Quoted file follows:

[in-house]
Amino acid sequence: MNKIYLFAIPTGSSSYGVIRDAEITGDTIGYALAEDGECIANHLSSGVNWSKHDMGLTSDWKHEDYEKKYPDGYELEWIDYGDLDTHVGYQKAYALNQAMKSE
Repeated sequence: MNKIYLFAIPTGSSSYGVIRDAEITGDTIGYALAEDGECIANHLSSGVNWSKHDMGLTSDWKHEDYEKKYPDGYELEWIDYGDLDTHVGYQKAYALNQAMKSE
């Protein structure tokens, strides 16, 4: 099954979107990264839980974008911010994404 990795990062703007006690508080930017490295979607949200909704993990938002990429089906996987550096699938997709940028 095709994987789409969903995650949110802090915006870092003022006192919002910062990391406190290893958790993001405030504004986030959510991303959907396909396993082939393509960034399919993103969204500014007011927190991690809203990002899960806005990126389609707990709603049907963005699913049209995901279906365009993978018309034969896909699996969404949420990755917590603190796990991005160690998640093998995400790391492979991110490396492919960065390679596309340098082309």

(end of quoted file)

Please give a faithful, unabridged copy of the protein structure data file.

[in-house]
Amino acid sequence: MNKIYLFAIPTGSSSYGVIRDAEITGDTIGYALAEDGECIANHLSSGVNWSKHDMGLTSDWKHEDYEKKYPDGYELEWIDYGDLDTHVGYQKAYALNQAMKSE
Repeated sequence: MNKIYLFAIPTGSSSYGVIRDAEITGDTIGYALAEDGECIANHLSSGVNWSKHDMGLTSDWKHEDYEKKYPDGYELEWIDYGDLDTHVGYQKAYALNQAMKSE
């Protein structure tokens, strides 16, 4: 099954979107990264839980974008911010994404 990795990062703007006690508080930017490295979607949200909704993990938002990429089906996987550096699938997709940028 095709994987789409969903995650949110802090915006870092003022006192919002910062990391406190290893958790993001405030504004986030959510991303959907396909396993082939393509960034399919993103969204500014007011927190991690809203990002899960806005990126389609707990709603049907963005699913049209995901279906365009993978018309034969896909699996969404949420990755917590603190796990991005160690998640093998995400790391492979991110490396492919960065390679596309340098082309």